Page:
- adj. UK alternative spelling of delocalized.
“In the old city-states, where the area of government corresponded to the actual range of human vision and memory, a kind of local emotion could be developed which is now impossible in a 'delocalised' population.”
“The electrons are 'delocalised' so that the ring has rotational symmetry.”
“Indeed, it appears that in general the components singled out by this version of the modal interpretation are given by delocalised states, as opposed to the components arising naturally in the theory of decoherence (Bacciagaluppi 2000; Donald 1998).”
“I am inclined to think that, since labour will be regarded as a delocalised and fluid force, it will be the”
“I am inclined to think that, since labour will be regarded as a delocalised and fluid force, it will be the World State and not the big municipalities ruling the force areas that will be the reserve employer of labour.”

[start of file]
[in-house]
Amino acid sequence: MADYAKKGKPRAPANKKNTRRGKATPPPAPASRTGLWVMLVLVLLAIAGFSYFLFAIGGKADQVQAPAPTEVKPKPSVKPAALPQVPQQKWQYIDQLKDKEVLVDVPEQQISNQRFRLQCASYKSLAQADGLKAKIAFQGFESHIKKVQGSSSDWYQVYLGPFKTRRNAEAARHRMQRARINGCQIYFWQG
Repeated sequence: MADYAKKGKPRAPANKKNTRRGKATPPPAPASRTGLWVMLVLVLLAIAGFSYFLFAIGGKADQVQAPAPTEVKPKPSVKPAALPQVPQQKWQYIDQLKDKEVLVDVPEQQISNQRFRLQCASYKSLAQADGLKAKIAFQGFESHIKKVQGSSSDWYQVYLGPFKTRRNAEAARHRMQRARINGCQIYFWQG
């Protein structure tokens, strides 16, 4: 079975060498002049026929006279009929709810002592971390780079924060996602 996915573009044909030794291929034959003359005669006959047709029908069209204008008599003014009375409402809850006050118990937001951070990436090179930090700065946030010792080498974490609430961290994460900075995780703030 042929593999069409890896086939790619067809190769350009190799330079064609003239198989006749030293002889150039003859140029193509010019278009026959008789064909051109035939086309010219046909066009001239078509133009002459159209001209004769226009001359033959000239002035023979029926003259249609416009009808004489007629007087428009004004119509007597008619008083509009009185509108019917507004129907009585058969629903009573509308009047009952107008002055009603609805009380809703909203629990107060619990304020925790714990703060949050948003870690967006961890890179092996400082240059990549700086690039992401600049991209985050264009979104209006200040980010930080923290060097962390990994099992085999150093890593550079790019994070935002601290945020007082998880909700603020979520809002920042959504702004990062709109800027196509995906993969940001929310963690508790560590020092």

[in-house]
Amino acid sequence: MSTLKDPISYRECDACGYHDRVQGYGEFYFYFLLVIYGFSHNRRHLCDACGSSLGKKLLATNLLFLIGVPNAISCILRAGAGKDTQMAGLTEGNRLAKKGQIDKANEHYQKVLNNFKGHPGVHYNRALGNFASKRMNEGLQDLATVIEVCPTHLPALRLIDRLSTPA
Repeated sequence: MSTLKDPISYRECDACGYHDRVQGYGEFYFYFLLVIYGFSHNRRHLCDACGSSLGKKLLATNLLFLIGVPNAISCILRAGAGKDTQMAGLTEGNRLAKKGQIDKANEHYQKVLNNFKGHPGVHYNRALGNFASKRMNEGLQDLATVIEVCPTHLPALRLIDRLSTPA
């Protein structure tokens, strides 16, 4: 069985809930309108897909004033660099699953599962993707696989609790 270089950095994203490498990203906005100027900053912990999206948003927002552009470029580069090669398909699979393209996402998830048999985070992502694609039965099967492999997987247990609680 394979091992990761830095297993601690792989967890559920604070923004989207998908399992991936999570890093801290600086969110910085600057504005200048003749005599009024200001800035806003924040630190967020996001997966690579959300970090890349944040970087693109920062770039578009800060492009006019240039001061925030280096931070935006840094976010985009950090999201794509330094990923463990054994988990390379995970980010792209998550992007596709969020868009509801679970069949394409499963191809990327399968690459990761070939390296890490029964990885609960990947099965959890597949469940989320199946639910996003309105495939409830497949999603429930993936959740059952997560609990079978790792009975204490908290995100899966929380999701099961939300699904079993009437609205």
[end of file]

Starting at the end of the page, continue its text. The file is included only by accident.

“Politicians and statesmen, being the last people in the world to notice what is going on in it, are making no attempt whatever to re-adapt this hugely growing floating population of delocalised people to the public service.”
“In every locality of a Western European country countless people are found delocalised, uninterested in the affairs of that particular locality, and capable of moving themselves with a minimum of loss and a maximum of facility into any other region that proves more attractive.”
“But does such a personal network exist in our vast delocalised urban populations?”
“Wells, Mr. H.G., on delocalised population, on representative democracy, on 'sense of the State,' on uniqueness of the individual”
“Hewlett Packard delocalised its European HQ from France to Switzerland, for example.”
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